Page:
Ruth Gruber

By Claire Ward

Journalist’s name: Ruth Gruber
Years of birth/death: Sept. 30, 1911 (101 years old)
Nationality: American (born in “a shtetl—a shtetl called Williamsburg—in Brooklyn” New York)
Places where the journalist lived: USA, Germany
Short depiction of journalism work:


Ruth Gruber taking a photograph while working in Alaska in 1941.

Ruth Gruber is a journalist, photographer, writer, humanitarian and a former special assistant to the Secretary of the Interior. Born in 1911 in Williamsburg, New York, she is one of five children of Russian Jewish immigrant parents. Gruber graduated from New York University at the age of 15 and completed a master’s degree at the University of Wisconsin-Madison at 18. At 19, she won a fellowship to study in Cologne, Germany, where she earned a Ph.D in German Philosophy, Modern English Literature and Art History. The New York Times profiled her upon her graduation at age 20, naming her the youngest Ph.D in the world.

While living in Cologne in 1931, Gruber attended Nazi rallies and upon returning to the U.S., she began her writing career, motivated to spread awareness about the threat of Nazi Germany. In 1935, she won a Guggenheim research fellowship and agreed to write a feature series about women under fascism, communism and democracy for the New York Herald Tribune. The Tribune also assigned Gruber to fly through Siberia to write stories on the Soviet Arctic. Says a 2001 profile Vanity Fair: “Traveling mostly in unheated, unpressurized, two-seat seaplanes, Gruber spent eight months in the northernmost reaches of Siberia, interviewing prisoners of Stalin’s work camps as well as the area’s most stalwart pioneers.”

Upon Gruber’s return, Secretary of the Interior Harold L. Ickes offered her a job conducting a study on the suitability of Alaska as a homestead for returning veterans. Ickes described Gruber as “an imperious young woman who does not stand on ceremony and wants to have her own way.” Over the course of 18 months, she covered the territory by plane, truck, and dogsled.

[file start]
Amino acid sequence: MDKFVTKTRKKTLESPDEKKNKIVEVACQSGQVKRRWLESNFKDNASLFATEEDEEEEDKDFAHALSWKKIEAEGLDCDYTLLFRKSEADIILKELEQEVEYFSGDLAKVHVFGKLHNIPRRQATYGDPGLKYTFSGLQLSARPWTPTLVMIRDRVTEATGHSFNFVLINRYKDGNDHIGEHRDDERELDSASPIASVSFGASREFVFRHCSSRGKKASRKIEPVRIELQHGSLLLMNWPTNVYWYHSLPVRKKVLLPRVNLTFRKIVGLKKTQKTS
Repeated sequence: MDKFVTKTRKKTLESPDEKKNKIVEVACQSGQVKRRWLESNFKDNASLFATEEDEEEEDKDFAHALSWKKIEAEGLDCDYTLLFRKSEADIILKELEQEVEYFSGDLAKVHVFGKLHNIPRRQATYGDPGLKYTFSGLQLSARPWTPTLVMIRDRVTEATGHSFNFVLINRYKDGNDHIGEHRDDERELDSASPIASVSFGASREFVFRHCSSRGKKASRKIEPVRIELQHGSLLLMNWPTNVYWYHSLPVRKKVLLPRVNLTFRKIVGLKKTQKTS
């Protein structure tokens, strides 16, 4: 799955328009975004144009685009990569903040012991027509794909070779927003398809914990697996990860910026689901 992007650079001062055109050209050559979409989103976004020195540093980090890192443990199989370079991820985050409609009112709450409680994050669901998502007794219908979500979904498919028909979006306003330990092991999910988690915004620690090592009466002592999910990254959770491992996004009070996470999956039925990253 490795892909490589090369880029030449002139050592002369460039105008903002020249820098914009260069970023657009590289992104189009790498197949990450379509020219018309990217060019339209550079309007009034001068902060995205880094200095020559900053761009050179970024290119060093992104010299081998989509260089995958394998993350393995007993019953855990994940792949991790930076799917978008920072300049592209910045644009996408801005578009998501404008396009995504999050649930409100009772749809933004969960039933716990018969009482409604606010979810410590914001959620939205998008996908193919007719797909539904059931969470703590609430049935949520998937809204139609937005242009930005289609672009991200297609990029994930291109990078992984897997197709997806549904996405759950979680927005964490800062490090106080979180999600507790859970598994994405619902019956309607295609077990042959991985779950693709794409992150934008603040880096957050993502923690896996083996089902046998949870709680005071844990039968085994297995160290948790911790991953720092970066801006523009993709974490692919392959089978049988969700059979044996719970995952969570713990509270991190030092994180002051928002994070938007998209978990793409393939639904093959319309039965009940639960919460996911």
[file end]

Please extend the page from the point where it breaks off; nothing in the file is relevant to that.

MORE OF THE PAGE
After the war, Gruber famously covered the United Nations Special Committee on Palestine. Her photos for Life magazine of the Exodus—a ship carrying 4,500 Jewish refugees—included an iconic image of the refugees raising a British Union Jack flag painted with a swastika.

Gruber was married and widowed twice, to Philip Michaels and Henry Rosener, both lawyers and social activists. She has two children and four grandchildren.

Description of involvement in reporting or depicting the Holocaust
In 1944, while working for the Secretary Ickes, Gruber famously escorted 1,000 wounded American soldiers and Jewish refugees back to the U.S. from Naples. She was given “simulated general” status, so that if she were captured, the Nazis would be required to hold her as a prisoner of war. On the voyage, the refugees came to fondly refer to Gruber as “Mother Ruth,” as she worked tirelessly to record their stories. As historian Barbara Seaman observed, “She knew from then on, her life would be inextricably bound up with rescuing Jews in danger.”

Ethical issues raised by her work
Journalist or advocate? Ruth took up the cause of the people she reported on, and moved between traditional journalism jobs, humanitarian work and civil service. But according to Barbara Sofer, “She was able to be the consummate professional reporter without compromising her loyalty to the Jewish people.”

Relevant online links
Entry: “Ruth Gruber” — Jewish Virtual Library
“Ruth Gruber finds haven for 1,000 Holocaust refugees” – Jewish Women’s Archive
“I Went to the Soviet Arctic” — Foreign Affairs
“Magnificent Voyage” — Vanity Fair
“A woman of photos and firsts: Ruth Gruber at 100” — NPR

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